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A natural glass formed from a meteorite impact melting the local rock. Depending on the nature of the latter, the composition of tektites is variable. Hence, many varietal names are given to tektites from different localities.

The meteoritic source was determined for three fields of scattered tektites (bediasite and georgiaite in North America, moldavite in Central Europe, and ivorite in West Africa). Though, for Australian and Asian tektites (indochinite, australite, zhamanshinite, irghizite, and others), the occurrence in meteoritic craters has only been inferred.

Visit for gemological information about Tektite.

Classification of Tektite URL:
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Other Names for Tektite

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Other Information

Health Risks:
No information on health risks for this material has been entered into the database. You should always treat mineral specimens with care.

References for Tektite

Reference List:
Chalmers, R. O., Henderson, E. P., & Mason, B. (1976). Occurrence, distribution, and age of Australian tektites. Smithsonian Contributions to the Earth Sciences, 17.

J. Jedwab (1977) Minerals Deposited in Tektite and Impactite Bubbles. Meteoritics, 12, 264-266.

Bentor, Y. K. (1986) A new approach to the problem of tektite genesis. Earth and Planetary Science Letters, 77, 1-13.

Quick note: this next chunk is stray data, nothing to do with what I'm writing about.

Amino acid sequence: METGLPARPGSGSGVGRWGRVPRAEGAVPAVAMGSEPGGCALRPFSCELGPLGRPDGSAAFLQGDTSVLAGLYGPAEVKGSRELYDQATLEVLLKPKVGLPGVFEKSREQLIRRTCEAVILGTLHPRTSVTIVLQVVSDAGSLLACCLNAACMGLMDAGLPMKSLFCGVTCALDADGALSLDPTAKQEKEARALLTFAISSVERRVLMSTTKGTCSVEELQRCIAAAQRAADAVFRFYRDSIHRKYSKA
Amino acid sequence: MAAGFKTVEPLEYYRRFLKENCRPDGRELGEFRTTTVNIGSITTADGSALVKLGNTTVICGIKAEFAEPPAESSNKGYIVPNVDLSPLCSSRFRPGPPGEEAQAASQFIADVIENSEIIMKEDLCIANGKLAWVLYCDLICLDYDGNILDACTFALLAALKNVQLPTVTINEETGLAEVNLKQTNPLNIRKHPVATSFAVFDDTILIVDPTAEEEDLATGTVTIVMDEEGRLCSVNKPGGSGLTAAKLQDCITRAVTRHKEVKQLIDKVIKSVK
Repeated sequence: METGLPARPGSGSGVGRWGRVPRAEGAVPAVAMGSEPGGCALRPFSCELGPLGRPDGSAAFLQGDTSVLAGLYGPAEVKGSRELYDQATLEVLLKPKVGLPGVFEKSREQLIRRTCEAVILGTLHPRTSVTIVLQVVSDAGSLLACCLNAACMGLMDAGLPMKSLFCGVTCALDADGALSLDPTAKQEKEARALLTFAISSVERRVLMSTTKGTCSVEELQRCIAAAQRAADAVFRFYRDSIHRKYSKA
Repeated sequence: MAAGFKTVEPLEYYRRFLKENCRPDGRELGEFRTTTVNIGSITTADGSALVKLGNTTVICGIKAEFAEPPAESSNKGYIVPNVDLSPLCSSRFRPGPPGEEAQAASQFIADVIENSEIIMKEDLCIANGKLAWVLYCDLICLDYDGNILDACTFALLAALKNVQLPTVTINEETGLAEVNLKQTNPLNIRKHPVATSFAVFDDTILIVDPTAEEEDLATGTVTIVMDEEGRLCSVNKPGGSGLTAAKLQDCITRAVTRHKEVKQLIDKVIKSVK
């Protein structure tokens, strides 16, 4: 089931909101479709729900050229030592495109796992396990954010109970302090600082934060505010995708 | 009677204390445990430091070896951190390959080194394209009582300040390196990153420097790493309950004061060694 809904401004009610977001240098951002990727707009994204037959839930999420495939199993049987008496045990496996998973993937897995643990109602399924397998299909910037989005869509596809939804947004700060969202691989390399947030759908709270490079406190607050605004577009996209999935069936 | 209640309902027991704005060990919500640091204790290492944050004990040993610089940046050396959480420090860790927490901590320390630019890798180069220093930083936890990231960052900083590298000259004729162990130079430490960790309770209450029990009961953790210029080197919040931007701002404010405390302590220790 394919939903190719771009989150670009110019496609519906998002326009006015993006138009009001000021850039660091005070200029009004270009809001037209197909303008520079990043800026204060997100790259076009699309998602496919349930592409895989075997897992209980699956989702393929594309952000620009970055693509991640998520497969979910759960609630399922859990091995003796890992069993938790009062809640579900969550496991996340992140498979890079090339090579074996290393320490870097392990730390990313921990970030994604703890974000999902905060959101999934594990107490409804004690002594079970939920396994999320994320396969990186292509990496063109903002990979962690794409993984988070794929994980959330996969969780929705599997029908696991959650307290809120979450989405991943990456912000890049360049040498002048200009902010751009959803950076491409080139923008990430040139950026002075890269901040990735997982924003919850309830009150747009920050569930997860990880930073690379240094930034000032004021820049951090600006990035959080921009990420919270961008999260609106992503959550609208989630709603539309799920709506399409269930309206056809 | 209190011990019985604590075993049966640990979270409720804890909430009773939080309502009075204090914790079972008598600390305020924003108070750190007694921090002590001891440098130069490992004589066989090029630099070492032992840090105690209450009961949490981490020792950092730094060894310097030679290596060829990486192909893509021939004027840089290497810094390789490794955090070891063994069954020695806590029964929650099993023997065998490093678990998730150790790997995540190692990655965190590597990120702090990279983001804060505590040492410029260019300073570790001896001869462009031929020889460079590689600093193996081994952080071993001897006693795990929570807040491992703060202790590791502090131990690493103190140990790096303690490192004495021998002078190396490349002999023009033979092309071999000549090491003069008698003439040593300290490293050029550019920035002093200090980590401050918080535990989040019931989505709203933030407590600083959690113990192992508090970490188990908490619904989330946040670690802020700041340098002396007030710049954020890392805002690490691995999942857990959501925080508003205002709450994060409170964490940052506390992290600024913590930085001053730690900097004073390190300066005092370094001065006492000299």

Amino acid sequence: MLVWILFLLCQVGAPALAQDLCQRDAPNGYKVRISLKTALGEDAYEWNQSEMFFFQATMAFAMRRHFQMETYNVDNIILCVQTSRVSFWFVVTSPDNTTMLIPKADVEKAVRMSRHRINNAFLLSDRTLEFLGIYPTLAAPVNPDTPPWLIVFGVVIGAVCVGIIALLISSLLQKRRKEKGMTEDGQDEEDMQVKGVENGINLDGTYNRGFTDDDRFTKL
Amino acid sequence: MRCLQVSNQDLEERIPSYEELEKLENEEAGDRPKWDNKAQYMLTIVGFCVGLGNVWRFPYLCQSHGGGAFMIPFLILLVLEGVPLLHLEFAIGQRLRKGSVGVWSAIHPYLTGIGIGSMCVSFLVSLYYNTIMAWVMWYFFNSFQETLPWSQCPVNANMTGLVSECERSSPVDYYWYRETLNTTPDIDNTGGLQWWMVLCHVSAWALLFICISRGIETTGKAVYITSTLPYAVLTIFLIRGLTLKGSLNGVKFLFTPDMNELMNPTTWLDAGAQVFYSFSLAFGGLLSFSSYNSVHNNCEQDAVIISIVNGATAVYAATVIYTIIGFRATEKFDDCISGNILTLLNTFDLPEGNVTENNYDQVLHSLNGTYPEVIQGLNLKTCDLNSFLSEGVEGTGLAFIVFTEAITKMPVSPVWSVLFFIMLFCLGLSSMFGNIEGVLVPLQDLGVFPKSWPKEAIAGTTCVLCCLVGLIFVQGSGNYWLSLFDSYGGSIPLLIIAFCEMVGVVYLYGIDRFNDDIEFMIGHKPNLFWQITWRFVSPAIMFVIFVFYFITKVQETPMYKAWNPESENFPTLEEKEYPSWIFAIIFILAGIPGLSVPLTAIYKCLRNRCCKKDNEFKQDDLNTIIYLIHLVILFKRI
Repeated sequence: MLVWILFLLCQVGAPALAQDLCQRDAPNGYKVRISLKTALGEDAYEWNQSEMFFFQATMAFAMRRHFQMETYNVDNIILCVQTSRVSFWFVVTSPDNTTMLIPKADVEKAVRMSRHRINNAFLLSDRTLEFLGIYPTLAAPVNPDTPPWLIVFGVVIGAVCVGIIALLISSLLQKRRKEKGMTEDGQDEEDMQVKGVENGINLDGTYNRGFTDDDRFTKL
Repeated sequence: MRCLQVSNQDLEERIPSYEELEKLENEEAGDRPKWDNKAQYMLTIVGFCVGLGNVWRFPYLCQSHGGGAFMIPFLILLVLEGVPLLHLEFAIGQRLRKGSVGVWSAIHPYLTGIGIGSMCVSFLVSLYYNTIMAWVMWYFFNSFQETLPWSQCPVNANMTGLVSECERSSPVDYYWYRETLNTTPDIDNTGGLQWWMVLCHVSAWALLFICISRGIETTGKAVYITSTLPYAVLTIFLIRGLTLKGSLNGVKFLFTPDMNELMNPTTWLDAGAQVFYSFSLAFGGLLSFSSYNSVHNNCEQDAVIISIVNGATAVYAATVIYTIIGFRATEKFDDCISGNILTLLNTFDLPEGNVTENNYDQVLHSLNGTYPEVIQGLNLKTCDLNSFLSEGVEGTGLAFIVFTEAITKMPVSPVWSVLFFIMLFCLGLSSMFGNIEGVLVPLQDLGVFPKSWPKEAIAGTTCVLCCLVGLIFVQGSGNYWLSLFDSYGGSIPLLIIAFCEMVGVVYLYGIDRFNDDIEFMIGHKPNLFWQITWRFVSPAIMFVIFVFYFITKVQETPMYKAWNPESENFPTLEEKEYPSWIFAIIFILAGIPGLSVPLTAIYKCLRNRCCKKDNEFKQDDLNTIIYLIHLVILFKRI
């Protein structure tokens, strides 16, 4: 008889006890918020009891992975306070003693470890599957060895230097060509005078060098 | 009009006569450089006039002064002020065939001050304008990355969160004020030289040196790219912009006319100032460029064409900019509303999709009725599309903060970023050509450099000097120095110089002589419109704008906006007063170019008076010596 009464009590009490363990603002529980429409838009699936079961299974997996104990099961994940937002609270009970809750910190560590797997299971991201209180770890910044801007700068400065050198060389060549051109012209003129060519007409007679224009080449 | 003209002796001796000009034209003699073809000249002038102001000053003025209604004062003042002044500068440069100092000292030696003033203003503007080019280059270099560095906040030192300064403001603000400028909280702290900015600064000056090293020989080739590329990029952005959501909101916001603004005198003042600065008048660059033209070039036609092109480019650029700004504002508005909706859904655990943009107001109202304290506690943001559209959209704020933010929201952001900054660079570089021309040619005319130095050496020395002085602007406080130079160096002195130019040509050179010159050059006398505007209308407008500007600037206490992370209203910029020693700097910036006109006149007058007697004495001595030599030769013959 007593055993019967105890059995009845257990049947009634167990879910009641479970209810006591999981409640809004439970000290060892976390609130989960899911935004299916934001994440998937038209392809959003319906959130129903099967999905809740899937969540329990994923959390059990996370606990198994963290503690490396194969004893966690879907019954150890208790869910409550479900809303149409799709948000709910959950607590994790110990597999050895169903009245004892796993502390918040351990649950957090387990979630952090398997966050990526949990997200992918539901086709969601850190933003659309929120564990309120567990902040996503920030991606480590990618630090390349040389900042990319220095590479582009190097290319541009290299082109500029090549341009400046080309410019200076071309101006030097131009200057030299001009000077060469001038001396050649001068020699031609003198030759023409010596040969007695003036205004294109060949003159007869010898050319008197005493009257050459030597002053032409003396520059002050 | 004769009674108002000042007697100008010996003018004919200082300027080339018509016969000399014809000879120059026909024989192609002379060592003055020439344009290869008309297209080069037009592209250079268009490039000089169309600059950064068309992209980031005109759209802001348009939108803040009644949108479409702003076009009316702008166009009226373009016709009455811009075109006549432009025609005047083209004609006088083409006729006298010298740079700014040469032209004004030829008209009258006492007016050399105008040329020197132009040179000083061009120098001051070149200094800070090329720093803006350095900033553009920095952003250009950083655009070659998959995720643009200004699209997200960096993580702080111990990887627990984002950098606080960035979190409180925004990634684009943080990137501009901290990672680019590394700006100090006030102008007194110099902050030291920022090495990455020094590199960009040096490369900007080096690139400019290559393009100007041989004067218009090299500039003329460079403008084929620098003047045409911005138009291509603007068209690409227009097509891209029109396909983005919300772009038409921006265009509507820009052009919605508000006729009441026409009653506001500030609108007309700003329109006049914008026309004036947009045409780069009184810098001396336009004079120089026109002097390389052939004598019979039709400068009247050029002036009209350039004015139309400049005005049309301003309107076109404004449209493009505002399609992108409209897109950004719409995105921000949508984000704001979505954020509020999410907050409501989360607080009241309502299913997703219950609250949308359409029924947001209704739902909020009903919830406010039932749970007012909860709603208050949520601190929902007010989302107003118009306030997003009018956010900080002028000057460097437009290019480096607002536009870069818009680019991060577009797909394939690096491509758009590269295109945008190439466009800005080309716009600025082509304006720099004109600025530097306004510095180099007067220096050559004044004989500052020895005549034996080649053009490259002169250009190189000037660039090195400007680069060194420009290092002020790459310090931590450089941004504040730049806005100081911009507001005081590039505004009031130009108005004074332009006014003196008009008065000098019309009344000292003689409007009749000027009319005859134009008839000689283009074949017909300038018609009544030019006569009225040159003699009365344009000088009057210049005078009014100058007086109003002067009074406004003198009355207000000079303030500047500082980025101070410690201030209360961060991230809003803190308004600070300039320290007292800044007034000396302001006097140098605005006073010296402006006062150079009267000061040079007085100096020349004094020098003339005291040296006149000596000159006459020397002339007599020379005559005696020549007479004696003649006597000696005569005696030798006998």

Köberl C. (1990) The geochemistry of tektites: An overview. Tectonophysics 171, 405–422.

O'Keefe, J.A. (1993) The origin of tektites. Meteoritics, 29, 73–78.

Rossano, S., Balan, E., Morin, G., Bauer, J.-P., Calas, G., and Brouder, C. (1999) 57Fe Mössbauer spectroscopy of tektites. Phys. Chem. Minerals: 26: 530-538.

Povenmire, H. (2003) Tektites, A Cosmic Enigma. Florida Fireball Network, 210 pp. [Flame test to distinguish between tektite and obsidian]

Internet Links for Tektite

Localities for Tektite

map shows a selection of localities that have latitude and longitude coordinates recorded. Click on the symbol to view information about a locality. The symbol next to localities in the list can be used to jump to that position on the map.
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